These primitives move pixels or blend adjacent pixels.
The Convolve Matrix primitive uses neighboring pixels to modify the color of a pixel. How the pixel is changed is determined by an N × M matrix with one entry for each neighboring pixel.
The following is an example of a “Gaussian Blur” that uses a 5 × 5 matrix around the center pixel. The Kernel is an integer representation of a 2-dimensional Gaussian with a standard deviation of 1.4 pixels. It is normalized by the Divisor.
The parameters for the effect are:
The Convolve Matrix primitive is necessarily linked to evaluating pixels. By default, the pixel size is that of the display. This means that the resulting image is not resolution independent. The SVG standard provides ways to avoid this through the filterRes and kernelUnitLength attributes but Inkscape does not yet support them.
The above “Sharpen” filter is a bit extreme. This “Unsharp” filter is a bit more subtle.
Divisor = 9.0, Bias = 0.0.
The Displacement Map primitive distorts one bitmap using another as input. A pixel in the source bitmap is translated to a new coordinate via the equations x' = scale × (CX(x,y) − 0.5) and y' = scale × (CY(x,y) − 0.5) where CX and CY are the any of the RGB components or Alpha, selectable by the X Channel and Y Channel attributes. The X Channel and Y Channel can be mapped with different colors.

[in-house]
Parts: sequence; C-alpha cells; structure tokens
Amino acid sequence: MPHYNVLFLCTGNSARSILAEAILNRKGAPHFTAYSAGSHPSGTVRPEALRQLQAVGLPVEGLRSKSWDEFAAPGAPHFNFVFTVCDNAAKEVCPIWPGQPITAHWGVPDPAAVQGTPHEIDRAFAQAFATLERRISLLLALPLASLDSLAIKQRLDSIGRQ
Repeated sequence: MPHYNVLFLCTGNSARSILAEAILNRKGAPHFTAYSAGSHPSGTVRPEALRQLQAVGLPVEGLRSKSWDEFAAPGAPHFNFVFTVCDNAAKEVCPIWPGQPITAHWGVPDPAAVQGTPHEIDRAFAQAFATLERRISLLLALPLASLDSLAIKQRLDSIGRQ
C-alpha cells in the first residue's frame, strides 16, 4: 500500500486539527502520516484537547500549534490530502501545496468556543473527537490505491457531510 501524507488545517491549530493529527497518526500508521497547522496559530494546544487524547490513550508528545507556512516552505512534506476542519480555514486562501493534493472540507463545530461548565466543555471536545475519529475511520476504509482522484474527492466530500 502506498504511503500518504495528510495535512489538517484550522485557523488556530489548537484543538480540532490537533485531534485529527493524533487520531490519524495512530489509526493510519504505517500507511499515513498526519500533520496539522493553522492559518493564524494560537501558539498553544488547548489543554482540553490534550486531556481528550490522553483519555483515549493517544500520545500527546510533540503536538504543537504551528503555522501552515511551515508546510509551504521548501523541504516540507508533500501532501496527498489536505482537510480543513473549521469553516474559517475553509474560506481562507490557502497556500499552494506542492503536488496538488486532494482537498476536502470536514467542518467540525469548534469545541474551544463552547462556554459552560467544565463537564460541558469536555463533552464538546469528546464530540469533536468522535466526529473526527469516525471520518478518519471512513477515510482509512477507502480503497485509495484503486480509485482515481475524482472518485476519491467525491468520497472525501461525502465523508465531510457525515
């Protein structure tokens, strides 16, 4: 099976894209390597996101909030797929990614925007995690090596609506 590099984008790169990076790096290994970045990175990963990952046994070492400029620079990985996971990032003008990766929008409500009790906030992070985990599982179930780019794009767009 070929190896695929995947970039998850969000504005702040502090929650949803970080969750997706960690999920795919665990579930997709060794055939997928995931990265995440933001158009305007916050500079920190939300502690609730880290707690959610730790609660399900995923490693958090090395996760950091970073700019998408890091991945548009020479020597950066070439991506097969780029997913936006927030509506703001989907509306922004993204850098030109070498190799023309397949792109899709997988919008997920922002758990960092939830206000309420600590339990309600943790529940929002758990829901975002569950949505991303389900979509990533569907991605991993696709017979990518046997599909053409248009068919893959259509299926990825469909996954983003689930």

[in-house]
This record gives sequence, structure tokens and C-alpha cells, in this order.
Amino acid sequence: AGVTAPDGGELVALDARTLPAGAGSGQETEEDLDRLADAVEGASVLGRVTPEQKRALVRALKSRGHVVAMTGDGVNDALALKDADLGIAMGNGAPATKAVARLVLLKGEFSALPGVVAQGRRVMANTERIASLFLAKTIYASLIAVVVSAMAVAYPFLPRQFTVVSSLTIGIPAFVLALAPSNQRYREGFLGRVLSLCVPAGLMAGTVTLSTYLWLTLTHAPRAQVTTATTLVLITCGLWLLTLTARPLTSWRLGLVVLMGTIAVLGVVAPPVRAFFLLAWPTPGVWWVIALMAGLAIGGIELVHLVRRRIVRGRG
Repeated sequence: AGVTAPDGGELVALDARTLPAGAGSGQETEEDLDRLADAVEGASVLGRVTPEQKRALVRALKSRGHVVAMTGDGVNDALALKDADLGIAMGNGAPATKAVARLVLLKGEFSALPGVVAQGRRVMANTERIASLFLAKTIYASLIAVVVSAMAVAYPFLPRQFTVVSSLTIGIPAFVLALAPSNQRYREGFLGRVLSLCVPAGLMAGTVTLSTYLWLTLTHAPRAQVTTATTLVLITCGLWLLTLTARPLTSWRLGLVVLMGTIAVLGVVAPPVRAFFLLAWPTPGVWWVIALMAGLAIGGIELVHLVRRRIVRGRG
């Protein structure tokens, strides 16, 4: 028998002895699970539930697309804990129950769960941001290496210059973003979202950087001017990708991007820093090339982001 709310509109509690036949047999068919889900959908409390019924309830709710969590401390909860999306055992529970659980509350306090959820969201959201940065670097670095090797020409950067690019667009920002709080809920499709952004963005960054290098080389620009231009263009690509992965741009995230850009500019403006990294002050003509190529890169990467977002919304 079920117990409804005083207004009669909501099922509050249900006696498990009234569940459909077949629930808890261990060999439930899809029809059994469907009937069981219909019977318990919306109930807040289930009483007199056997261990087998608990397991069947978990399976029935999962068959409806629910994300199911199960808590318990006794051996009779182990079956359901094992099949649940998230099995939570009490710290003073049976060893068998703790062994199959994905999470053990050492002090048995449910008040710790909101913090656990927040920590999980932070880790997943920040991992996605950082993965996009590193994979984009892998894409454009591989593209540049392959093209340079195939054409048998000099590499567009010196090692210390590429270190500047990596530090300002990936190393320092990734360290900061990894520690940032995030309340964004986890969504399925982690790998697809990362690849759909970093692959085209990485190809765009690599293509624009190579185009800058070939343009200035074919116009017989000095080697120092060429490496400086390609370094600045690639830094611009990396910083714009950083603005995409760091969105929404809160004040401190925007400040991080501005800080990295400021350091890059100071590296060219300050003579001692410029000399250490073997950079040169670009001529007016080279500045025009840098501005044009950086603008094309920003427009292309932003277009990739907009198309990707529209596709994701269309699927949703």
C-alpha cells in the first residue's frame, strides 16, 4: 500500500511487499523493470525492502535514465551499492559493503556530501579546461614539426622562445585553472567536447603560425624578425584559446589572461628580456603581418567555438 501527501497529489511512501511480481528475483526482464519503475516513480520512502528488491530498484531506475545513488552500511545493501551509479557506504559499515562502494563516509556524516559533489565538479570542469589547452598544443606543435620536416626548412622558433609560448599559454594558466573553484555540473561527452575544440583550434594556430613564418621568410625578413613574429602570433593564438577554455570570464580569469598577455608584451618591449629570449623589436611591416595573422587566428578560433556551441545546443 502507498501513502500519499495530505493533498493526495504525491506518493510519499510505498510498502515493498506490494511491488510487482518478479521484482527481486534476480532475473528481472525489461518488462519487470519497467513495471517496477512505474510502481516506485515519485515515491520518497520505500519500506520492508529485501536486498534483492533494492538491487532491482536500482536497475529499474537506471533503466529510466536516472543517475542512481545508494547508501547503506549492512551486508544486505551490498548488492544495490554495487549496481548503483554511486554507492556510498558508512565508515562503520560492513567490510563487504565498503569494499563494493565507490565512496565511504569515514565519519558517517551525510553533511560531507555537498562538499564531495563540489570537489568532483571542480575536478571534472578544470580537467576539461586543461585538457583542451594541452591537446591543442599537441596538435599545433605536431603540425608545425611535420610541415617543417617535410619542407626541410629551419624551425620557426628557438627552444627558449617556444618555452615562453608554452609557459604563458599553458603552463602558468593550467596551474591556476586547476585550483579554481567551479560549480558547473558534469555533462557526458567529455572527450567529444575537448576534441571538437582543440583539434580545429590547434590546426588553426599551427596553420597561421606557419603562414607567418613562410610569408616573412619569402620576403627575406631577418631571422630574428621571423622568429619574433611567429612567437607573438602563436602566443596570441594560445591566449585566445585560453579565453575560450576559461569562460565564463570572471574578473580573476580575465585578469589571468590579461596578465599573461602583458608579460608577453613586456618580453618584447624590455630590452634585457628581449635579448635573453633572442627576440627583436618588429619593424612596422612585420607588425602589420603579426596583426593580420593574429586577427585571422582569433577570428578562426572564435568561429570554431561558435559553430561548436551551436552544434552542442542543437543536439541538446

The Displacement Map filter can be used to produce some interesting effects, but figuring out a correct map can be difficult. Many of the Preset filters use the output of a Turbulence filter to generate random distortions.
In the following examples, the x displacement is set to red and the y displacement is set to green. The olive green background corresponds to red and green values of 127, which corresponds (almost) to no displacement.
See the Stereoscopic Picture example in the next section for another example of using this filter.
Zero displacement? Not possible in the SVG standard. Color and Alpha are described by a byte (8 bits). This corresponds to a range of 0 to 255. A zero displacement would be a value halfway between 0 and 255, or 127.5. But these are integer numbers and you can't have a value of 127.5. Take your pick, 127 or 128. In most practical cases, the shift won't be noticeable.
The Gaussian Blur primitive blurs objects. Realistic highlights and reflections can be added to drawings as well as making objects out-of-focus. The primitive creates an output image by using a Gaussian weighted average of the input pixels around the location of each corresponding output pixel.
Internally, the amount of blur is defined in terms of the blur radius, which for the mathematically inclined is just the standard deviation of the Gaussian. Technically, a Gaussian function extends to infinity. For practical reasons, the limit of an object's blur is two times the blur radius outside the bounding box at maximum blur.